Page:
The sergeant explains to his men: "It takes off like a Harrier jet, lands like a paratrooper, weighs less than an M-16 rifle, but six of you can barely lift it. Marines, meet Chesty, the Leatherneck balloon!"
The Chesty balloon puts the Corps into the air at festivals across the U.S. and Europe, where crowds get a taste of Marine spit & polish along with the sight of the airborne Marine mascot.
Chesty wasn’t originally scheduled to appear at the June ‘96 Boise River Festival, but Marine Gunnery Sergeant Mike Dever figured it would be great for Idaho recruiting efforts. Kim Adamson, 20-year hot-air ballooning enthusiast and (ahem!) a Marine warrant officer assigned to 12th Marine Corps District in Salt Lake City built the balloon to promote the Marine Corps, so after a few phone calls, the balloon was on its way to Idaho.
The Chesty balloon was designed from photographs of the Marine Corps bulldog, copies of cartoons and drawings, and even snapshots of tattoos from a few Leathernecks. Don Cameron built the balloon in Bristol, England, a snarling Marine Corps bulldog over eight stories high from his spiked collar to his Drill Instructor’s hat. Marines gloat that Chesty is a special shape, unlike most "civilian" balloons (and those flown by the Navy, the Army, and the National Guard).
Upon arrival at Boise’s Ann Morrison Park, the Chesty crew created a stir how often do you see U.S. Marines unfolding a 90,000 cubic foot balloon? Pilot Rick Geyerman directed a Leatherneck ground crew of off-duty recruiters and new recruits who added the spectacle of a uniformed crew (each dressed in the official T-shirt, camouflage utility trousers, and "boots, black, highly polished"). The Chesty chase vehicle was a Hummer, the familiar Jeep of Desert Storm.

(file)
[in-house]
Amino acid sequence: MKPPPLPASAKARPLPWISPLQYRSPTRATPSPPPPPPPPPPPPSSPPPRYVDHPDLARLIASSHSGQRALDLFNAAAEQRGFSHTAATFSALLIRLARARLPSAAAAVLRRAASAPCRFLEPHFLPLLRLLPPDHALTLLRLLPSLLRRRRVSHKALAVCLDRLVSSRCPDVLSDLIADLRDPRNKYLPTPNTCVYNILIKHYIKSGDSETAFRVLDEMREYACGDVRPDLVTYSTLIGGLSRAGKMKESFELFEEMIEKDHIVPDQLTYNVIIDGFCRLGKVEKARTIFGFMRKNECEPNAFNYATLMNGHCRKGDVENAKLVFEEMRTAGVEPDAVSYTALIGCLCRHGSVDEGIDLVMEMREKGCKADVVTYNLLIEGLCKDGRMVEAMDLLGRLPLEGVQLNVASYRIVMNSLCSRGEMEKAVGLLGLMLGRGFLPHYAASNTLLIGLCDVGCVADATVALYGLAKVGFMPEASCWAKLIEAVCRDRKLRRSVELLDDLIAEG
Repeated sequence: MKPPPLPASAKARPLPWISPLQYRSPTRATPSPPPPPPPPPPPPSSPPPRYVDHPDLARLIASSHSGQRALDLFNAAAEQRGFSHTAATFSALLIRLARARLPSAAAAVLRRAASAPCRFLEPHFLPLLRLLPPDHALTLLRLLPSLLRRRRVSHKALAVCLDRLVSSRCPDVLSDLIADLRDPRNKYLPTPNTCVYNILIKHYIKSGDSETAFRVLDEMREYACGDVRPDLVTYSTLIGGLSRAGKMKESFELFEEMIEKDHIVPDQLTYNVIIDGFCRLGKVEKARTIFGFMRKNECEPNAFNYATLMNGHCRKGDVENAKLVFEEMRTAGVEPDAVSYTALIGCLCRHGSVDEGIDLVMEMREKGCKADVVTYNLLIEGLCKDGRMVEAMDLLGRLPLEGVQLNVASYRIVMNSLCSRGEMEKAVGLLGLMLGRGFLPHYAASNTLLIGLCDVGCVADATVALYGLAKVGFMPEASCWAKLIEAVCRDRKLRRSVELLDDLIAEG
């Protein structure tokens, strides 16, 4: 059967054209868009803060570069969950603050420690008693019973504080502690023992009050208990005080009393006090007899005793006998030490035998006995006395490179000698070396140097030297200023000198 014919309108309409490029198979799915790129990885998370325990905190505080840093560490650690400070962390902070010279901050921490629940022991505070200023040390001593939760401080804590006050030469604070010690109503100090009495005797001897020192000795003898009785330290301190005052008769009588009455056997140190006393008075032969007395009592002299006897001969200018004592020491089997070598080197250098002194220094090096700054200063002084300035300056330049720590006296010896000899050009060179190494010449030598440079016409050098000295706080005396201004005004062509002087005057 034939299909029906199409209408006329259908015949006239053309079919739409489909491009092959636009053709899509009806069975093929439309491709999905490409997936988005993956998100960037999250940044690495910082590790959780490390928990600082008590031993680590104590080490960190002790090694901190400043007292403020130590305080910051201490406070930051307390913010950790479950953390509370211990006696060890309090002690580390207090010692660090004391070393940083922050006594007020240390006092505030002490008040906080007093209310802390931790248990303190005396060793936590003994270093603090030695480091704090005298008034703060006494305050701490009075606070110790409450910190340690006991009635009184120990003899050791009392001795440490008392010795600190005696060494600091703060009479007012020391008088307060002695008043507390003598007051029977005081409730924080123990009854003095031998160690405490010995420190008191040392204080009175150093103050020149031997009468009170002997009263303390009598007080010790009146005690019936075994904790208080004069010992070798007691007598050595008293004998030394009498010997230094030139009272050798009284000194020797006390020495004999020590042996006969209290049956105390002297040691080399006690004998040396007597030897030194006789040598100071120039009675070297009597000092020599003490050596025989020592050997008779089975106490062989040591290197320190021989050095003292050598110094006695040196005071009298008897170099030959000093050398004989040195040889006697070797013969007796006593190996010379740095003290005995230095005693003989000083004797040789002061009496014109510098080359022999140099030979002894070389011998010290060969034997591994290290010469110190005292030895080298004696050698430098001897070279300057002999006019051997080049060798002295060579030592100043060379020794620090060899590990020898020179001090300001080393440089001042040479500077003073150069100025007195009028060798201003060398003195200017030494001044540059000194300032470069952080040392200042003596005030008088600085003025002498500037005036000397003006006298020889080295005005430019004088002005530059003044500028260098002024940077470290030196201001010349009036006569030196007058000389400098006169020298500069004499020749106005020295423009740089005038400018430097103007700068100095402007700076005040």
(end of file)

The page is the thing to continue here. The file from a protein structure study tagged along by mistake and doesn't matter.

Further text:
The Boise River Festival has become a major event in the West. This year some 50 balloons took part in the morning flights. The balloons flew on Friday, Saturday, and Sunday, and valley winds provided all residents with a chance to watch.
On Friday, the balloons all floated to the south. On Saturday, a generally windless day, the mass of balloons gently circled Ann Morrison Park, and most returned to land almost where they took off. On Sunday, the winds blew the balloons to the north, passing over the largest part of the city.
Officials estimated Boise River Festival visitors at a million, and nearly 200,000 turned out for the early morning balloon launches and the evening Glow show. Chesty flew in a cloud of balloons, alongside other special shapes like the Korbel champagne bottle, the Disney Mickey Mouse, the Planter’s Mr. Peanut, and the United Van Lines moving van.
There’s something about a Marine, even if he’s made out of nylon.
Left: Marine GySgt. Mike Dever and daughter Kristi watch Chesty
from the Hummer chase vehicle.
Right: Balloons lift off from Ann Morrison Park during the Boise River Festival.